Ramesh Meditates in the Hay Loft
Fifth Limb of Yoga
Pratyahara, Sense Withdrawal
The story begins with me, the young monk, doing what I could to achieve ‘enlightenment’. Of course I wanted to achieve it tomorrow or even sooner… I would have long discussions with my teacher on many aspects of yoga and he would say to me,
“My son, be patient, you have to take one step at a time, you cannot understand 'this' before you have fully comprehended 'that'.” He would often close our conversations with that statement. Sometimes progress felt very slow. I would sit in meditation and I would hear the birds singing and people working and my mind would be on them. I would want to be out in the fresh air, walking amongst the trees or chatting with friends and exchanging gossip. Sometimes it was very hard to drag my mind away from all the distractions and if I tried to meditate with my eyes open, that would put an end to my meditations. There would always be something that my eyes would alight upon to remind me of the work I had not yet finished or a person who I urgently needed to see.
As an answer to such problems my teacher told me this. "To achieve ‘one pointed attention’ first we must take ourselves to a place where we will not be disturbed, or if this is impossible then we must gain the co-operation of our family members so that they know when not to disturb us. Then we must make ourselves comfortable. It is difficult to meditate if pain or pressure distracts the mind. Then having withdrawn from the sense of touch by arranging the body in a good position, we must close the eyes. It takes a lot of training to meditate with eyes open. The sense of sight is so alluring it will take the mind on a journey very readily. Then we need to observe any sounds we hear, recognise them and ignore them, thus cutting off the sense of hearing. The survival instinct will immediately bring one out of reverie or meditation if something happens which requires us to move for our own safety's sake. Finally having withdrawn most of the senses we have to hope that nobody decides to start cooking the dinner so that the sense of smell and the memory of taste are stimulated! Thus if we withdraw our senses we are not distracted from our purpose and we can proceed with the process of concentration and on to meditation."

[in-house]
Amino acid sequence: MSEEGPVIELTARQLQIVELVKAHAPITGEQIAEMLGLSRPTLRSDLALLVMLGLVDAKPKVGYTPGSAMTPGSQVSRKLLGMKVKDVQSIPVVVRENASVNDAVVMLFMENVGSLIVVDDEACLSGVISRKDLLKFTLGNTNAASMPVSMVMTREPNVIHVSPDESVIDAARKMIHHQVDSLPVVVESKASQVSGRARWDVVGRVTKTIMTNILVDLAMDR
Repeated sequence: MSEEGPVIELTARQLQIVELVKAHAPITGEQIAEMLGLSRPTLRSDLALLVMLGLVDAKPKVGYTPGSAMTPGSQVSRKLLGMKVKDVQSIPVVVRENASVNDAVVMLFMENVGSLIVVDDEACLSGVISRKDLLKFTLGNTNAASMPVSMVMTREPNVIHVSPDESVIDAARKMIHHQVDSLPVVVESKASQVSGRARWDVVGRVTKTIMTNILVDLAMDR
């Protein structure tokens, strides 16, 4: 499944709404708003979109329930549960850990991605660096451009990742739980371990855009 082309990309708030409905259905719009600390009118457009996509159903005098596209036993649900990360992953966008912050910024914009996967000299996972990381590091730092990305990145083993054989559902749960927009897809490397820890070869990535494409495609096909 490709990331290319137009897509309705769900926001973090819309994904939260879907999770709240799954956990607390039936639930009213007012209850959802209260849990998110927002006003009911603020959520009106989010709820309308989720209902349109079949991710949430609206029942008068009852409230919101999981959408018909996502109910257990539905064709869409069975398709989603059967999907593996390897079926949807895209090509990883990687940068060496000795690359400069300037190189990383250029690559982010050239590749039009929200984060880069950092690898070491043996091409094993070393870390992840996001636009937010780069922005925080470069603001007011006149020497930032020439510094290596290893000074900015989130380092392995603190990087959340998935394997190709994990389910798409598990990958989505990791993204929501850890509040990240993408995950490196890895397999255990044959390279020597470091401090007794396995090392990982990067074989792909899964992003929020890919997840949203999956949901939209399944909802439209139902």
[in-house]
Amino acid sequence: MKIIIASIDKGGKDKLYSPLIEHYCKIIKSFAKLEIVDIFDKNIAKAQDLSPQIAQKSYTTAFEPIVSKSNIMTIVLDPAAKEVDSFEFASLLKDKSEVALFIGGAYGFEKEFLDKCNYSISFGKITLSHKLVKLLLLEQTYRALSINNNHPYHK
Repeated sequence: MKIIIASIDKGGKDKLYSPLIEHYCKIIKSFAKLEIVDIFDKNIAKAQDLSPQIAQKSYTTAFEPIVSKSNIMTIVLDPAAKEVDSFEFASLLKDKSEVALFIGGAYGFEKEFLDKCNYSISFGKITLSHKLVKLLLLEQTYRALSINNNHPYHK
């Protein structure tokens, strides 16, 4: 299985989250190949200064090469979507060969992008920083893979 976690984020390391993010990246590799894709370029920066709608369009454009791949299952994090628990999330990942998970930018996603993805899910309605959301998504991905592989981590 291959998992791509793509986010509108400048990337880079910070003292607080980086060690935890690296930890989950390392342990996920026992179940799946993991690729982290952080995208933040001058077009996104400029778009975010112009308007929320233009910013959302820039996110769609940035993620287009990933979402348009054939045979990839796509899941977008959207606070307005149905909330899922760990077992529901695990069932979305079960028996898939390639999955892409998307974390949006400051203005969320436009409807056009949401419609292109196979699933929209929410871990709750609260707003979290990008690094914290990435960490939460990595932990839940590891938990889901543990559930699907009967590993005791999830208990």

I always tried to follow my guru’s advice, so would meditate in the hayloft where no one would find me and where my body was comfortable. I could close my eyes knowing no people or animals would approach me. No cooking would be going on in the stable, so I was free from the tantalising aromas of food to make my stomach rumble and my mouth water! The only drawback was that I would occasionally fall asleep in the hay and my family would accuse me of being lazy…